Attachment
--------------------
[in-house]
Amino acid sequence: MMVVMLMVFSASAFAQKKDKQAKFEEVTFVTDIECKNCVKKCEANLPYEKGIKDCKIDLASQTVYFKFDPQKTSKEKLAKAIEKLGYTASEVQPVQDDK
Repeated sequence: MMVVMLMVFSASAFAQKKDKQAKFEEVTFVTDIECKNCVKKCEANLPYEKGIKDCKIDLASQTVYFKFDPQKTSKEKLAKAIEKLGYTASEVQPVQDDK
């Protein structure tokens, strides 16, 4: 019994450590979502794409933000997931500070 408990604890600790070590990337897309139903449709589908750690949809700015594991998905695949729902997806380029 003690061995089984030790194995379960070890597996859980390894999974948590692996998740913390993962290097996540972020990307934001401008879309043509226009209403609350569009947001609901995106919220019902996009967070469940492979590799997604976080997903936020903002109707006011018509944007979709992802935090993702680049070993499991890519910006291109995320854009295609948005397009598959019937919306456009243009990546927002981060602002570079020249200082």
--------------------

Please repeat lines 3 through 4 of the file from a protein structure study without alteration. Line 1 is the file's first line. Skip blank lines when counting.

Repeated sequence: MMVVMLMVFSASAFAQKKDKQAKFEEVTFVTDIECKNCVKKCEANLPYEKGIKDCKIDLASQTVYFKFDPQKTSKEKLAKAIEKLGYTASEVQPVQDDK
């Protein structure tokens, strides 16, 4: 019994450590979502794409933000997931500070 408990604890600790070590990337897309139903449709589908750690949809700015594991998905695949729902997806380029 003690061995089984030790194995379960070890597996859980390894999974948590692996998740913390993962290097996540972020990307934001401008879309043509226009209403609350569009947001609901995106919220019902996009967070469940492979590799997604976080997903936020903002109707006011018509944007979709992802935090993702680049070993499991890519910006291109995320854009295609948005397009598959019937919306456009243009990546927002981060602002570079020249200082």